1 Corinthians 2

The Wisdom of God

Paul's Stay at Corinth

When I came to you, brothers . . . (1 Corinthians 2:1)

The ancient city of Corinth was one of the major commercial centers of the ancient world. It was perfectly situated near the narrowest part of the Isthmus, a strip of limestone four miles (6.5 km) wide connecting mainland Greece with the southern peninsula (Peloponnesus). Paul’s arrival to Corinth on his second missionary journey is recorded in Acts 18. If Paul traveled to Corinth by ship, he would have landed at Cenchreae (pictured here), the eastern port of Corinth on the Saronic Gulf.

Mystery Religions

We speak God’s wisdom in a mystery that was hidden (1 Corinthians 2:7).

There were several Roman “mystery” cults in Paul’s day. Such cults promised revelation of secret knowledge to initiates. One popular mystery cult was that of Eleusis, depicted here. In the 3rd century AD, the church father Tertullian (On Baptism, 5) wrote against several mystery cults including those of Isis, Mithras, and what he referred to as the “Apollinarian and Eleusinian games.” By contrast, Paul proclaims that the only place in which the true knowledge of God is revealed is in the message of the cross of Jesus Christ. This depiction of an initiation of the Eleusinian mysteries was photographed at the Naples Archaeological Museum.


If they had understood it, they would not have crucified the Lord of glory (1 Corinthians 2:8).

Pontius Pilate, the Roman-appointed procurator of Judea, gave the order for Jesus to be crucified. The Latin inscription pictured here was discovered in the excavations of the theater at Caesarea in 1961. A suggested restoration reads: “Pontius Pilate, Prefect of Judea, made and dedicated the Tiberium to the Divine Augustus.” This inscription was the first contemporary reference to Pilate to be found, to which was recently added a bronze ring bearing the name of Pilate.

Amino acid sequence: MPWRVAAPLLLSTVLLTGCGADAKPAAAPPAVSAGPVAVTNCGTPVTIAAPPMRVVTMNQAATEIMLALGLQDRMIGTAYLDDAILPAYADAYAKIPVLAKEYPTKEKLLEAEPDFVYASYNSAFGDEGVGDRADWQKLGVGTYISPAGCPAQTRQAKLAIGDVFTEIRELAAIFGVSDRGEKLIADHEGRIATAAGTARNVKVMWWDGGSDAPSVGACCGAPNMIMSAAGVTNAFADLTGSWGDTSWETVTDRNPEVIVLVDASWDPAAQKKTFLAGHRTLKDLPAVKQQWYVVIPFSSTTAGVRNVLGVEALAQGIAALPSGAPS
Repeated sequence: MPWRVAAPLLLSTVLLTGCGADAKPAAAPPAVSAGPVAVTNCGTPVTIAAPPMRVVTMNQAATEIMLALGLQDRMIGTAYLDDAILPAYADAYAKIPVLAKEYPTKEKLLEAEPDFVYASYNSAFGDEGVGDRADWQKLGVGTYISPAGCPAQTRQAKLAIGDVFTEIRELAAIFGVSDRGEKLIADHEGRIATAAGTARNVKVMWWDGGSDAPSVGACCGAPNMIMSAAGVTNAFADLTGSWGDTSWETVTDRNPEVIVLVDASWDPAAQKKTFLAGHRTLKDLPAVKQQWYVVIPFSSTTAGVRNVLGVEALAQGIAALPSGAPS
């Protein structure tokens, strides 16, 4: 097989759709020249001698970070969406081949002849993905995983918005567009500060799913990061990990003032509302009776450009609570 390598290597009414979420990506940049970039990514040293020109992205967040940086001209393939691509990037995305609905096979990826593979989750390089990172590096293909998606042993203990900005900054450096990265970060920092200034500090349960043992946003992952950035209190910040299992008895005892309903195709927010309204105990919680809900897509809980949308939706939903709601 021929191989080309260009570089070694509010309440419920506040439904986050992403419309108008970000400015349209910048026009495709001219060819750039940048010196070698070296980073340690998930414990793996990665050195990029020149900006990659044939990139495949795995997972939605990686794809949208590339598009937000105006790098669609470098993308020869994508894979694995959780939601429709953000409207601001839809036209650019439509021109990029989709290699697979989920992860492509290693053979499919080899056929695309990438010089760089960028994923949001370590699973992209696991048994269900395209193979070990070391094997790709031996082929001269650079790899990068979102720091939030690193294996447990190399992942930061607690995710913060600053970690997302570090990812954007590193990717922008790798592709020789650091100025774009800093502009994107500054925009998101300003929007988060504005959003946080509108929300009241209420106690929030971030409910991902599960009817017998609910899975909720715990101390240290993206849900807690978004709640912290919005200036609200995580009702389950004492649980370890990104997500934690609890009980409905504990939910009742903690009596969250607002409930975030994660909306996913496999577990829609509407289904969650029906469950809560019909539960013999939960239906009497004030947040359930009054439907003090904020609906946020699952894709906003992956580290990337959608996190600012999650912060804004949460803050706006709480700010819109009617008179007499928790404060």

The Promise of the Spirit

But we received not the spirit of the world, but the Spirit which is from God (1 Corinthians 2:12).

Jesus gave the promise of the Holy Spirit’s coming in the upper room. This photo provides a view of the summit of Mount Zion. The gray dome on the left sits above the traditional upper room. The ground floor of the same building is the location of the traditional tomb of David. The bell tower of the Dormition Abbey is visible on the far right. This American Colony photograph was taken between 1940 and 1946.

Natural vs. Spiritual

He cannot understand them, because such things are spiritually discerned (1 Corinthians 2:14).

The lower portion of this sarcophagus is decorated with a wild scene celebrating Dionysus. Such celebrations, referred to as Bacchanalia by the Romans (using the god’s Roman name Bacchus) were well known for their debauchery and drunkenness. Such festivals and activities went completely against the teaching of Christianity, which would have been incomprehensible to those who were not spiritually discerning.

Purchase the Collection:

1 Corinthians (Photo Companion to the Bible)

FREE Shipping plus Immediate Download